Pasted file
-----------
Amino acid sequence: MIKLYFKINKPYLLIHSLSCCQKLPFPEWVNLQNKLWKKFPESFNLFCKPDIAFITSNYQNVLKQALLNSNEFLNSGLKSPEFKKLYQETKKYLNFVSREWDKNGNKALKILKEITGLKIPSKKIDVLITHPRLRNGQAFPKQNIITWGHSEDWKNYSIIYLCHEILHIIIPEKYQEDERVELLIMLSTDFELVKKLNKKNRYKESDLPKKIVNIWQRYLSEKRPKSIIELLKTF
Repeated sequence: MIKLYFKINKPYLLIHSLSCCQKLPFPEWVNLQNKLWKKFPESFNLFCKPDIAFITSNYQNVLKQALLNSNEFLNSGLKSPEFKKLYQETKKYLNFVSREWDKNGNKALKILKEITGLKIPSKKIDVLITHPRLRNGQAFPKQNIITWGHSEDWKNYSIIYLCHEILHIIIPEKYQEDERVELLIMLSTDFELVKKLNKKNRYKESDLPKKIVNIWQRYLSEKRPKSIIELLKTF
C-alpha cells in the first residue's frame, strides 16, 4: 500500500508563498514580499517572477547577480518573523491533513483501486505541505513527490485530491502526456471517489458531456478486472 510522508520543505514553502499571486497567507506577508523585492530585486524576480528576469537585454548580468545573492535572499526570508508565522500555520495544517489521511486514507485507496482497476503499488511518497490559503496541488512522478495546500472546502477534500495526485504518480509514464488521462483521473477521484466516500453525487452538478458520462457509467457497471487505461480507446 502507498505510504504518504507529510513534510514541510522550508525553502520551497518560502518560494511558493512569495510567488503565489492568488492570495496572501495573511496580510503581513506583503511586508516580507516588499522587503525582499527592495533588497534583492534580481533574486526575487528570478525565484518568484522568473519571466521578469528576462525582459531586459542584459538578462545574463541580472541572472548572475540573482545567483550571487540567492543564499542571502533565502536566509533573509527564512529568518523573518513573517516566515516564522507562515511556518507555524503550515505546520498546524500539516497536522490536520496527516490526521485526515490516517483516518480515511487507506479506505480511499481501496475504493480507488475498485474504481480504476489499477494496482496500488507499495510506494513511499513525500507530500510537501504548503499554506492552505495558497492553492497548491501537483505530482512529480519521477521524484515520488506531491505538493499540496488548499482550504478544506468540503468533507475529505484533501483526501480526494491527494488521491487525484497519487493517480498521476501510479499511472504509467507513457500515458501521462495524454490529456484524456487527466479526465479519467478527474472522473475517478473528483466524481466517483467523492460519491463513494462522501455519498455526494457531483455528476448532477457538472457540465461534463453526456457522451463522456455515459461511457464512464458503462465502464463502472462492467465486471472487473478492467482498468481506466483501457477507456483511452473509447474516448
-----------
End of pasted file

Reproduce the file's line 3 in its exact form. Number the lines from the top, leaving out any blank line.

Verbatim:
C-alpha cells in the first residue's frame, strides 16, 4: 500500500508563498514580499517572477547577480518573523491533513483501486505541505513527490485530491502526456471517489458531456478486472 510522508520543505514553502499571486497567507506577508523585492530585486524576480528576469537585454548580468545573492535572499526570508508565522500555520495544517489521511486514507485507496482497476503499488511518497490559503496541488512522478495546500472546502477534500495526485504518480509514464488521462483521473477521484466516500453525487452538478458520462457509467457497471487505461480507446 502507498505510504504518504507529510513534510514541510522550508525553502520551497518560502518560494511558493512569495510567488503565489492568488492570495496572501495573511496580510503581513506583503511586508516580507516588499522587503525582499527592495533588497534583492534580481533574486526575487528570478525565484518568484522568473519571466521578469528576462525582459531586459542584459538578462545574463541580472541572472548572475540573482545567483550571487540567492543564499542571502533565502536566509533573509527564512529568518523573518513573517516566515516564522507562515511556518507555524503550515505546520498546524500539516497536522490536520496527516490526521485526515490516517483516518480515511487507506479506505480511499481501496475504493480507488475498485474504481480504476489499477494496482496500488507499495510506494513511499513525500507530500510537501504548503499554506492552505495558497492553492497548491501537483505530482512529480519521477521524484515520488506531491505538493499540496488548499482550504478544506468540503468533507475529505484533501483526501480526494491527494488521491487525484497519487493517480498521476501510479499511472504509467507513457500515458501521462495524454490529456484524456487527466479526465479519467478527474472522473475517478473528483466524481466517483467523492460519491463513494462522501455519498455526494457531483455528476448532477457538472457540465461534463453526456457522451463522456455515459461511457464512464458503462465502464463502472462492467465486471472487473478492467482498468481506466483501457477507456483511452473509447474516448